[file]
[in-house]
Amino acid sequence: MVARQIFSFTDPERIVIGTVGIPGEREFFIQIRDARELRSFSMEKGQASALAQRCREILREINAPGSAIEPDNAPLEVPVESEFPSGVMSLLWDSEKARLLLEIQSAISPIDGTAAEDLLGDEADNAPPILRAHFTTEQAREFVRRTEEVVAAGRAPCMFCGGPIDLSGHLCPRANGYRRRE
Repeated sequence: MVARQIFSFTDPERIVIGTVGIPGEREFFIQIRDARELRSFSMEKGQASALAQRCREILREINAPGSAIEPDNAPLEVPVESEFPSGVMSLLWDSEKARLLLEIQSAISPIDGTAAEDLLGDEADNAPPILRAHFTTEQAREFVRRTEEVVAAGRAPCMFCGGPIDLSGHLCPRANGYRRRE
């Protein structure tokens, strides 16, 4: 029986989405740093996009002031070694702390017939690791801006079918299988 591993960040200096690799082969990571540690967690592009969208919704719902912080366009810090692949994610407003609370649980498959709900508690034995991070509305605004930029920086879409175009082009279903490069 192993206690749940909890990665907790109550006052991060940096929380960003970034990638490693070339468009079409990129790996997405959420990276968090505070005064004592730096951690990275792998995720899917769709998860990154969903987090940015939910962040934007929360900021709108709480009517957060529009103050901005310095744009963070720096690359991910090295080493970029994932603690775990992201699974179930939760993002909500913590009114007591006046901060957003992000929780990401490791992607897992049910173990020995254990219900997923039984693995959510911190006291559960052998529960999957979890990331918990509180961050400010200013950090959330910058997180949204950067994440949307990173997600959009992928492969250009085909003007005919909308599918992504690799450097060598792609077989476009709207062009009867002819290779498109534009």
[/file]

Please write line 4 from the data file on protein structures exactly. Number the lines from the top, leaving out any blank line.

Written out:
């Protein structure tokens, strides 16, 4: 029986989405740093996009002031070694702390017939690791801006079918299988 591993960040200096690799082969990571540690967690592009969208919704719902912080366009810090692949994610407003609370649980498959709900508690034995991070509305605004930029920086879409175009082009279903490069 192993206690749940909890990665907790109550006052991060940096929380960003970034990638490693070339468009079409990129790996997405959420990276968090505070005064004592730096951690990275792998995720899917769709998860990154969903987090940015939910962040934007929360900021709108709480009517957060529009103050901005310095744009963070720096690359991910090295080493970029994932603690775990992201699974179930939760993002909500913590009114007591006046901060957003992000929780990401490791992607897992049910173990020995254990219900997923039984693995959510911190006291559960052998529960999957979890990331918990509180961050400010200013950090959330910058997180949204950067994440949307990173997600959009992928492969250009085909003007005919909308599918992504690799450097060598792609077989476009709207062009009867002819290779498109534009």